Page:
Sinn Féin leader Gerry Adams said there was "no possibility" of him resigning as head of the party following controversy over the handling of sex abuse claims within the republican movement.
Mr Adams said he still does not know if rape victim Maíria Cahill was subject to an internal “kangaroo-court”-style inquiry and forced to face her alleged abuser, as the 33-year-old Belfast woman claims.
While accepting she was raped, Mr Adams said Ms Cahill had “put words into my mouth that I never said, and said things about me which are incorrect”.
Mr Adams said those things have been “repeated and embellished and added to by others for party political purposes”.
He said: “Any republicans — and I’m one of them — who tried to work with Maíria Cahill did so in a well-intentioned way, to help her.”
Ms Cahill claims she was raped in 1997, at the age of 16, by a suspected IRA member. She told a BBC documentary the IRA covered up her abuse, and claimed she discussed her abuse allegations with Mr Adams — which he denies.
Mr Adams, who wrote in his blog on October 20 that the IRA occasionally shot or expelled alleged sex offenders, yesterday said he did not know where such offenders were expelled to. Asked on RTÉ’s Morning Ireland where they were sent, he said this was a matter of widespread public knowledge by others, including RTÉ, and that “anyone who has any information whatsoever, and if I had any information I would bring it to the Garda Síochána or the PSNI”.
He insisted his handling of the controversy was not a resigning matter. “There is no possibility of me resigning on this issue. I have a responsibility to those who elected me, I have a mandate. I behaved at all times properly and I will continue to do so.”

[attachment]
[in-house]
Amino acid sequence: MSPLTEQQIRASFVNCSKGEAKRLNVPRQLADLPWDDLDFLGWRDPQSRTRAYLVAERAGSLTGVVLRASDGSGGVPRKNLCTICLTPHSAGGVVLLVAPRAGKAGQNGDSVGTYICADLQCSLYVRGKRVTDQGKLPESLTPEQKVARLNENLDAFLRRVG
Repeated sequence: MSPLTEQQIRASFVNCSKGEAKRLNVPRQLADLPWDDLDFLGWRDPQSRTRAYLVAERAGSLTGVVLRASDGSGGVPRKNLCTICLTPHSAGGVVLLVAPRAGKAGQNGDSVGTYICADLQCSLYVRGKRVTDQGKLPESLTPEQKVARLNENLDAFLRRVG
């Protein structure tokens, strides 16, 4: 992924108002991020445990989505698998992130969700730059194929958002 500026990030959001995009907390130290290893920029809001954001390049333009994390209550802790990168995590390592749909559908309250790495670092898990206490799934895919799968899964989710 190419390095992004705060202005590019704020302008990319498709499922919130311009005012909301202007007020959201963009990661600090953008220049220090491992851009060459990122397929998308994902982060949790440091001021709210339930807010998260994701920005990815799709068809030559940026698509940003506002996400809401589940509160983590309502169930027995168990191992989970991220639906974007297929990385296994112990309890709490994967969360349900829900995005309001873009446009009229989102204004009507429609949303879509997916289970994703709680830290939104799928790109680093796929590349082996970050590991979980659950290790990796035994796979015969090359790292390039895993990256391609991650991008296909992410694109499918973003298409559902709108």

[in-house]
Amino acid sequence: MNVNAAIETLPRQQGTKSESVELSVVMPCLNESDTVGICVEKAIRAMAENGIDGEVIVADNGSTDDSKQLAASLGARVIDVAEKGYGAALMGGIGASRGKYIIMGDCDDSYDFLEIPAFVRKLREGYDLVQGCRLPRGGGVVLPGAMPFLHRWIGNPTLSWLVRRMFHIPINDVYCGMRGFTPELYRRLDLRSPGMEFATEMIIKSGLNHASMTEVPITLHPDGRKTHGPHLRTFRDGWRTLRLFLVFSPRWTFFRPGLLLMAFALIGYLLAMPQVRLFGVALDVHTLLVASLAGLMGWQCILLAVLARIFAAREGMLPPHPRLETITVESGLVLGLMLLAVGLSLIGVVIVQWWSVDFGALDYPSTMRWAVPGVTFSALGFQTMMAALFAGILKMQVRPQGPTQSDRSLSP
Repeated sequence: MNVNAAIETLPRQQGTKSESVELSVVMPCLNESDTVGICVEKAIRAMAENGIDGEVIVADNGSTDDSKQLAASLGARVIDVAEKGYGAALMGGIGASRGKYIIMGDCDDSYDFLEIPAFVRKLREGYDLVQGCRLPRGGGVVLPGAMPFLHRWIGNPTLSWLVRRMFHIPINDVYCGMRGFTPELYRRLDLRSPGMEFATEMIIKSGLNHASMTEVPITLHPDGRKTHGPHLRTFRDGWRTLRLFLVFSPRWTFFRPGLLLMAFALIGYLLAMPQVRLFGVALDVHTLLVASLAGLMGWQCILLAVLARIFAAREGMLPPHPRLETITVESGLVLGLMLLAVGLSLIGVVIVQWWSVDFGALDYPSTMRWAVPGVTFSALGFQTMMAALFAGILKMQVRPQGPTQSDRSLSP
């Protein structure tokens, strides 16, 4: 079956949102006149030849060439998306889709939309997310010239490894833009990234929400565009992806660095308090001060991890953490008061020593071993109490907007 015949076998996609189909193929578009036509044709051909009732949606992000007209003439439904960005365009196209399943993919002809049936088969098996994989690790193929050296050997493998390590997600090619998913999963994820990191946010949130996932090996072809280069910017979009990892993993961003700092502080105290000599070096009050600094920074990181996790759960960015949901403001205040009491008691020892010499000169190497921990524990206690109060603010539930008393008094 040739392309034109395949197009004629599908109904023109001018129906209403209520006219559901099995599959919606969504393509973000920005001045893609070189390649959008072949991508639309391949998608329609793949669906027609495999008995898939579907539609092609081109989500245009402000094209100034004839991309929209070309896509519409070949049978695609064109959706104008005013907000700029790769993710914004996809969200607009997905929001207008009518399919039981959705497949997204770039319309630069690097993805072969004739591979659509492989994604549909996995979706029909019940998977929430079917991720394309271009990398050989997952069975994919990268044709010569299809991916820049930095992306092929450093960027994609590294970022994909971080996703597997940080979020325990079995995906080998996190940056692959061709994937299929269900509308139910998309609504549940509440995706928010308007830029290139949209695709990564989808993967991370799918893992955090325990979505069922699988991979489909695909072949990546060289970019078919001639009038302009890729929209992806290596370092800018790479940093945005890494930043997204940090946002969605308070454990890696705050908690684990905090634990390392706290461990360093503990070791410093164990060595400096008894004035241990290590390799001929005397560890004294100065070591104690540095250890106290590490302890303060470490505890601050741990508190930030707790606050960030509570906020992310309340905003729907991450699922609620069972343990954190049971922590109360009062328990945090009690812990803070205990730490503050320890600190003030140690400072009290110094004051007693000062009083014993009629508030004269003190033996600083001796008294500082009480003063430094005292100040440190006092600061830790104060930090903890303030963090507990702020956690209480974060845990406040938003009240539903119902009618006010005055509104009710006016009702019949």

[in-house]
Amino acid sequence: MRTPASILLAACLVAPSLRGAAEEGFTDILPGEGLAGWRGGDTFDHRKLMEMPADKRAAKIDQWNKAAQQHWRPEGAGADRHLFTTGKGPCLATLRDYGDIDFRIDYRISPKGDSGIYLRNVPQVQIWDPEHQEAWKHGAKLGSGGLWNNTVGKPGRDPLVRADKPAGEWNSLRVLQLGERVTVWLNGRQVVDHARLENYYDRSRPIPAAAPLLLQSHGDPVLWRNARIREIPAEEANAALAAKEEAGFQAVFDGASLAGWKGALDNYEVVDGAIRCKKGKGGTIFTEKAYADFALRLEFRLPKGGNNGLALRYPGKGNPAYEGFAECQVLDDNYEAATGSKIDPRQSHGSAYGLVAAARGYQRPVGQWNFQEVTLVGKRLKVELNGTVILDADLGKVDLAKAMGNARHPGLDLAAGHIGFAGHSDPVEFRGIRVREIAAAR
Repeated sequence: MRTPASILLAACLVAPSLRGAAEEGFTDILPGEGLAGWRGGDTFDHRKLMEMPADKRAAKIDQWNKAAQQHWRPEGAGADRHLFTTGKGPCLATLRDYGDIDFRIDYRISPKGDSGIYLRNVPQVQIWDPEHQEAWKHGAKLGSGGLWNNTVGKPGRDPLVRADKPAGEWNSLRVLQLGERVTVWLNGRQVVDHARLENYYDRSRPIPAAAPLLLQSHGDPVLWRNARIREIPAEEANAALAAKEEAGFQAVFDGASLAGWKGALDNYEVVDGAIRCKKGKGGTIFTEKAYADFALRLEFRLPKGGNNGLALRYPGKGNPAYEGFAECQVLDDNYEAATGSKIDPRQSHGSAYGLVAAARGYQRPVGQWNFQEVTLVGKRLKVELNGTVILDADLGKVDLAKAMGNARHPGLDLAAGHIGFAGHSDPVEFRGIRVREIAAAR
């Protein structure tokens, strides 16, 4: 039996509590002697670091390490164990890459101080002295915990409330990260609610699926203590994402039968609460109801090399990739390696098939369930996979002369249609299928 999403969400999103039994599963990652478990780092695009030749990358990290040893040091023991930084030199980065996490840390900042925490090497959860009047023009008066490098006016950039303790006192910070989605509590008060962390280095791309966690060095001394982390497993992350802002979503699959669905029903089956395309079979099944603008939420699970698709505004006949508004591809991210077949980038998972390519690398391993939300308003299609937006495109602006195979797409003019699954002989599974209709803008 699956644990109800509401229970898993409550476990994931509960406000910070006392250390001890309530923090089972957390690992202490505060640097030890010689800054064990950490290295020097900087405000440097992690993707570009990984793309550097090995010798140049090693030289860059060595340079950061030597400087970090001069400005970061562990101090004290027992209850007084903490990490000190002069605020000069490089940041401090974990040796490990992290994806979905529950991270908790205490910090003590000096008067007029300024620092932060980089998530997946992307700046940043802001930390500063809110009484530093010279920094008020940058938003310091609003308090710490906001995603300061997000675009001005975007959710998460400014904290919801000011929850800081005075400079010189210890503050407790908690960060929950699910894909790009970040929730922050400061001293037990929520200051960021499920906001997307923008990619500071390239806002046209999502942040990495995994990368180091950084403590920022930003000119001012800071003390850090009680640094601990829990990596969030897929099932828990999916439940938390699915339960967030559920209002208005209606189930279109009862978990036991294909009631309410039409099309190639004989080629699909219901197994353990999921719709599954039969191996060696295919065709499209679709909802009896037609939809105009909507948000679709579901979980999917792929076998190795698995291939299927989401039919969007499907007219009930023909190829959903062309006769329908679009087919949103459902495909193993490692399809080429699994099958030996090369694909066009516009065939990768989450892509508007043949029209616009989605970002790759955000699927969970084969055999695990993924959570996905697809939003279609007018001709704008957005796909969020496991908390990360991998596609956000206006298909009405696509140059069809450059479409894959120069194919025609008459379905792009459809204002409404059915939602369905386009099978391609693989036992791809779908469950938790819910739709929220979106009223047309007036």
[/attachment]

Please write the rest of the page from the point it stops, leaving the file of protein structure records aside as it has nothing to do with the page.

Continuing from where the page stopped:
He said his party “makes mistakes and is not perfect” but there were smears against him and Sinn Féin “without any substance whatsoever”.
“Any suggestion or innuendo or indeed assertion that I or the party which I’m very proud to be part of was involved in any cover up whatsoever, is entirely wrong,” said Mr Adams.
Speaking on Newstalk Radio, the party’s deputy leader Mary Lou Mc Donald said it was not accurate to say the IRA moved people. “What happened was a form of very rough justice, in circumstances where there were allegations of sexual violence or abuse, the IRA did on occasion shoot people, kneecap them and told them to leave,” she said. “It’s not a case of moving, they were told to leave.”
Asked if they went south of the border, she said she could not answer.
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